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Diversity and epidemiology of bat trypanosomes: A one health perspective

Austen, J.M.ORCID: 0000-0002-1826-1634 and Barbosa, A.D.ORCID: 0000-0003-3289-1445 (2021) Diversity and epidemiology of bat trypanosomes: A one health perspective. Pathogens, 10 (9). Article 1148.

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Bats (order Chiroptera) have been increasingly recognised as important reservoir hosts for human and animal pathogens worldwide. In this context, molecular and microscopy-based investigations to date have revealed remarkably high diversity of Trypanosoma spp. harboured by bats, including species of recognised medical and veterinary importance such as Trypanosoma cruzi and Trypanosoma evansi (aetiological agents of Chagas disease and Surra, respectively). This review synthesises current knowledge on the diversity, taxonomy, evolution and epidemiology of bat trypanosomes based on both molecular studies and morphological records. In addition, we use a One Health approach to discuss the significance of bats as reservoirs (and putative vectors) of T. cruzi, with a focus on the complex associations between intra-specific genetic diversity and eco-epidemiology of T. cruzi in sylvatic and domestic ecosystems. This article also highlights current knowledge gaps on the biological implications of trypanosome co-infections in a single host, as well as the prevalence, vectors, life-cycle, host-range and clinical impact of most bat trypanosomes recorded to date. Continuous research efforts involving molecular surveillance of bat trypanosomes are required for improved disease prevention and control, mitigation of biosecurity risks and potential spill-over events, ultimately ensuring the health of humans, domestic animals and wildlife globally.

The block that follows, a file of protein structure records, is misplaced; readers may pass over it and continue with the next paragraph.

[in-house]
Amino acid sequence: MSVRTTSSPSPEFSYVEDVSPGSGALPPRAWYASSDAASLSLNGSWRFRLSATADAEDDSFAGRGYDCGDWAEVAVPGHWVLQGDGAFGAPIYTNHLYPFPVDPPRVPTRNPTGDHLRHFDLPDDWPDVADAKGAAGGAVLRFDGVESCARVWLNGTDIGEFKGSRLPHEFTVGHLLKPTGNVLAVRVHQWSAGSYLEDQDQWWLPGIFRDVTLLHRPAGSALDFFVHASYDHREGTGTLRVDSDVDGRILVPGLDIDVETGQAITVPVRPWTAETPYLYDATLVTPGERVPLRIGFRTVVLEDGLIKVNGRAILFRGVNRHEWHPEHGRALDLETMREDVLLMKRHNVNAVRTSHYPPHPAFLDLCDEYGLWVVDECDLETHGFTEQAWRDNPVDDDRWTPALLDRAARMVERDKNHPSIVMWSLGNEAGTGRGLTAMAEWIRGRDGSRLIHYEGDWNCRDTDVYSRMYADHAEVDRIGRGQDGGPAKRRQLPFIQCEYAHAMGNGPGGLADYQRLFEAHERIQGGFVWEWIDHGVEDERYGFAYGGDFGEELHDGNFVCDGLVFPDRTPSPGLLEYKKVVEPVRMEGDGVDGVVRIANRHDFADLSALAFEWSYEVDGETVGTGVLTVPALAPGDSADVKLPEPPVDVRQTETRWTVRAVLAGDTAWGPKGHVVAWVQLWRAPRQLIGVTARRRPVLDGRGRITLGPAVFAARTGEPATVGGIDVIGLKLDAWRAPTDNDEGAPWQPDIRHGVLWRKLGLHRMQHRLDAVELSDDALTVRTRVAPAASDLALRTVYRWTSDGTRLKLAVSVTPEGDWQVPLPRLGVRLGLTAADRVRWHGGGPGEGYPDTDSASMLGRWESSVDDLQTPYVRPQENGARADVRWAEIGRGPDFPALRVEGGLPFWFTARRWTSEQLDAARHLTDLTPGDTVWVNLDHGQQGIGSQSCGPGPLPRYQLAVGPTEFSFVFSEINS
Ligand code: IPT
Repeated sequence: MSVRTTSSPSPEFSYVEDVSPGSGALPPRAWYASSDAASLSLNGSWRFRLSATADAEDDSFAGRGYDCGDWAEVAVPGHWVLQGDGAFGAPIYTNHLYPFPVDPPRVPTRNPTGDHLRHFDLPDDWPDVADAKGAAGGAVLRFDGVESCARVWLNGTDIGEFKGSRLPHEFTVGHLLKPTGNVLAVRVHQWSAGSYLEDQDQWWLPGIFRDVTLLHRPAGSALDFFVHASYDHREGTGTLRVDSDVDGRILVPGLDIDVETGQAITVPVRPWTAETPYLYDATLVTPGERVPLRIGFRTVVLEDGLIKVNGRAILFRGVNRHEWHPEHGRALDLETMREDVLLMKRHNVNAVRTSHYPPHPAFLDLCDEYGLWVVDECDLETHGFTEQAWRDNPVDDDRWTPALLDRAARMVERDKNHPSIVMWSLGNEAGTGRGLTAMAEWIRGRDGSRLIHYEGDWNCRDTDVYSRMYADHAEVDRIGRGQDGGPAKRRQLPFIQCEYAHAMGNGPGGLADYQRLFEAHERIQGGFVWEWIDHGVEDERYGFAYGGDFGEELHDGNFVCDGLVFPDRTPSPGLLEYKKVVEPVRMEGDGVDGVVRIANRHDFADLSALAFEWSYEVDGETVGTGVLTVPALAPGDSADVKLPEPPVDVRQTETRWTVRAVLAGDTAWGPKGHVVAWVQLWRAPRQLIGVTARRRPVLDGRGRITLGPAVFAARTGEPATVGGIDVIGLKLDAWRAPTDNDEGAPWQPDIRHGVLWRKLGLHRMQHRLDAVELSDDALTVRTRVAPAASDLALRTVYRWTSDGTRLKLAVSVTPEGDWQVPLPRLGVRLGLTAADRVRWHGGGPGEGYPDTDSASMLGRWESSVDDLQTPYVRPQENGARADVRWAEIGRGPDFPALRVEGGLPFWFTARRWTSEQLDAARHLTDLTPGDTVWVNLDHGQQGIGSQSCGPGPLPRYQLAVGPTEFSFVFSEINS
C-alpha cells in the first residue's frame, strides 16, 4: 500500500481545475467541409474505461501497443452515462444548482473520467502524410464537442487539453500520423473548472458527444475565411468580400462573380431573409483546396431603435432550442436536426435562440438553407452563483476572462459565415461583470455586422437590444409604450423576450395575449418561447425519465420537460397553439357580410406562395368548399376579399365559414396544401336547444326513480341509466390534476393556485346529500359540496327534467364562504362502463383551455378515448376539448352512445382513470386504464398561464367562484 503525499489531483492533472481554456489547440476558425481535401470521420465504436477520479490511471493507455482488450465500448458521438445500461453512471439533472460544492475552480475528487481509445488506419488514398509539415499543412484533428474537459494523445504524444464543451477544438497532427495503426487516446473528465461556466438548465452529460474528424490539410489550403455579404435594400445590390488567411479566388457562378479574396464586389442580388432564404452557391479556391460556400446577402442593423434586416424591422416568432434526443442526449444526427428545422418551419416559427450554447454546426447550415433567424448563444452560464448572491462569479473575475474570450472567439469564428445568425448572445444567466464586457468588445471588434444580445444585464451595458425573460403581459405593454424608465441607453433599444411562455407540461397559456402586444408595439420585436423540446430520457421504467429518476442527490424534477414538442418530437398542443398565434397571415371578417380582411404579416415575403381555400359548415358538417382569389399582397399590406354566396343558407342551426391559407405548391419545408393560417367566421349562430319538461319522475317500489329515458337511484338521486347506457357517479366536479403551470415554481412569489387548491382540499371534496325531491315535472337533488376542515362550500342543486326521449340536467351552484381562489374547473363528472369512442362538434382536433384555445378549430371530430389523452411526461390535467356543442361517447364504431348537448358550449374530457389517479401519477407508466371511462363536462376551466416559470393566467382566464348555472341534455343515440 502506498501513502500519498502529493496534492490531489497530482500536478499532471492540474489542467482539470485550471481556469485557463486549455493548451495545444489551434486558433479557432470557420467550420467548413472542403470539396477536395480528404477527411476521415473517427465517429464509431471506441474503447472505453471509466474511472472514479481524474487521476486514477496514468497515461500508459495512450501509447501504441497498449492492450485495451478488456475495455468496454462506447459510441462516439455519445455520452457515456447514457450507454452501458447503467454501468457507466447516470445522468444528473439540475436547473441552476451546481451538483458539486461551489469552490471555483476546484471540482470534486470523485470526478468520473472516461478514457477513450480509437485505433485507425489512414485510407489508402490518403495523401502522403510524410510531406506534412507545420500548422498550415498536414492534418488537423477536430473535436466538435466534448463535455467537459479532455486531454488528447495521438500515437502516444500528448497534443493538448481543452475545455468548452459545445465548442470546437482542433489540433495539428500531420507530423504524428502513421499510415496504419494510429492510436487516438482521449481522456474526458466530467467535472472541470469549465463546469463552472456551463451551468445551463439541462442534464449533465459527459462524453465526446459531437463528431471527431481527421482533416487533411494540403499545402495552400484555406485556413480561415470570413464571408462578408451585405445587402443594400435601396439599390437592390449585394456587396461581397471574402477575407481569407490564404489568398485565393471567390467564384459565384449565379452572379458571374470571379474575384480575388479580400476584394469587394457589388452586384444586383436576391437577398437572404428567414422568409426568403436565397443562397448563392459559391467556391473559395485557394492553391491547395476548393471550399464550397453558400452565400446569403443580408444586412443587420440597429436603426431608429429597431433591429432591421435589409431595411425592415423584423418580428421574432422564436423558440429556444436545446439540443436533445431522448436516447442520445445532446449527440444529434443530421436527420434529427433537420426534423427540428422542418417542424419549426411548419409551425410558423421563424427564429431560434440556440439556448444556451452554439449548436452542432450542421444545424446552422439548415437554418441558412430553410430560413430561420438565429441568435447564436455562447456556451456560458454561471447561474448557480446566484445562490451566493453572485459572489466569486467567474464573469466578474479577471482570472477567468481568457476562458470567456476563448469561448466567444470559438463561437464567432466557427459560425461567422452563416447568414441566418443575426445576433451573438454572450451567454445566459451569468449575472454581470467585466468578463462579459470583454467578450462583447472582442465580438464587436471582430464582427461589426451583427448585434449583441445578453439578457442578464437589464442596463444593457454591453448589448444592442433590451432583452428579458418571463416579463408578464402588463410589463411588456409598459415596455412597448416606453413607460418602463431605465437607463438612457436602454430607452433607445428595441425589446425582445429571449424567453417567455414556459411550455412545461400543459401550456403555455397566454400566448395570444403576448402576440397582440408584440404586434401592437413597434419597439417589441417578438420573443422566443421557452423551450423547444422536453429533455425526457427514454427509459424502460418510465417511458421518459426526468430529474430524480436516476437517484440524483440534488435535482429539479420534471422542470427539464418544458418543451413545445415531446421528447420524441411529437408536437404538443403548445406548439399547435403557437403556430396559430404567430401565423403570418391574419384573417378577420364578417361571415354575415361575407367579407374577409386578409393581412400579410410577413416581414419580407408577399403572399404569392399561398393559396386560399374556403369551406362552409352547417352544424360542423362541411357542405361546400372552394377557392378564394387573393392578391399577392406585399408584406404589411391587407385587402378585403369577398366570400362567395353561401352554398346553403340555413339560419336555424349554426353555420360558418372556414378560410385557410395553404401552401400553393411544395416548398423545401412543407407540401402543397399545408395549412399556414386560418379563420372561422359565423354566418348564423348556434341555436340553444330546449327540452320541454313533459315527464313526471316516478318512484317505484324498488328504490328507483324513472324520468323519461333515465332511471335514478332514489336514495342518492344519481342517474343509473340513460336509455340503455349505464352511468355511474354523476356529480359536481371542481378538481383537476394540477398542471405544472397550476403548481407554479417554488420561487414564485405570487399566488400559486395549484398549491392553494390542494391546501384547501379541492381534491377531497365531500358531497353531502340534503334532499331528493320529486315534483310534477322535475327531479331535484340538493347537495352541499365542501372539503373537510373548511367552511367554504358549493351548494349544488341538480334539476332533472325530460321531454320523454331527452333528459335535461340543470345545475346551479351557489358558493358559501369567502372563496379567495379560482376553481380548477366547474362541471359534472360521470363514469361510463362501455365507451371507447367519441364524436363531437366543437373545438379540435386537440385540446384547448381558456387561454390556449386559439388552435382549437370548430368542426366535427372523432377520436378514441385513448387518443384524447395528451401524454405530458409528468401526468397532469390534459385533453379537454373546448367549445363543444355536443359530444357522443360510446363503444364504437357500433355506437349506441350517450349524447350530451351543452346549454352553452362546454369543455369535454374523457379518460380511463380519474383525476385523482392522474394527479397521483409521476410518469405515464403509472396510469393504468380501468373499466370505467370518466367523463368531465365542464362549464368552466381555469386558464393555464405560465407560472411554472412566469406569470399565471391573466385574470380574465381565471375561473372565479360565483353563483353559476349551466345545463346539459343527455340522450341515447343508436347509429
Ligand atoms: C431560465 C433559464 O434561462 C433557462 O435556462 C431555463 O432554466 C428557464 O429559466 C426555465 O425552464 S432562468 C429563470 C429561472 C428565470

Item Type: Journal Article
Murdoch Affiliation(s): Centre for Biosecurity and One Health
Harry Butler Institute
Publisher: MDPI
Copyright: © 2021 by the authors
United Nations SDGs: Goal 3: Good Health and Well-Being
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